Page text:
Government-funded and recognised madrassas are giving admission to non-Muslim students and imparting religious education, the National Commission for Protection of Child Rights alleged on Thursday, reported ANI.
The child rights body has asked all states and Union Territories to conduct a detailed inquiry into the allegations, including physical verification of such students at the madrassas. It also ordered mapping of madrassas which have not been recognised in order to find non-Muslim children studying at such institutions.
The child rights body made the allegations citing complaints it has received from sources which it did not identify.
“Further, it is also learnt by the commission that some state/UT government/s are providing them with scholarships too,” the letter stated.
The letter added that such actions violate Article 28(3) that prohibits government-funded and recognised institutions from imparting religious education.
In a letter to chief secretaries of all states and Union Territories, the body directed the authorities to make arrangements so that the non-Muslim children studying in madrassas could be given admissions to schools to receive formal education.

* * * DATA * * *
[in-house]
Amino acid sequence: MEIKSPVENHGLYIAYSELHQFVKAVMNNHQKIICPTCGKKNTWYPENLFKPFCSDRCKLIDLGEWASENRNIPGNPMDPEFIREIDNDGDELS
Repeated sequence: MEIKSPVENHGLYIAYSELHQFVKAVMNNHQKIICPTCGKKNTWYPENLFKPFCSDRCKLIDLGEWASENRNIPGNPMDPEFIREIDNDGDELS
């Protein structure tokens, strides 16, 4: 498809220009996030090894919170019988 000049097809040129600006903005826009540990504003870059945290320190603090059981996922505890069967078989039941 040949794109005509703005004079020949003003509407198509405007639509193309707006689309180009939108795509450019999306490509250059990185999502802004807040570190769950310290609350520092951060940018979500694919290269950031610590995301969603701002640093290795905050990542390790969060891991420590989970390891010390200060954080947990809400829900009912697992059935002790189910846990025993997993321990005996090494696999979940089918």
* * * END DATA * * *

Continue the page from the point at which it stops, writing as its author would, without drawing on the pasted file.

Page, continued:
“It is pertinent to mention that the Constitution of India makes it an obligation of the state to provide free and compulsory education to all children without any discrimination or prejudice and ensure that children go to neighborhood schools for availing formal education as per Section 6 of the RTE [Right to Education] Act, 2009,” the letter added.
The body also asked the states and Union Territories to submit a report within 30 days.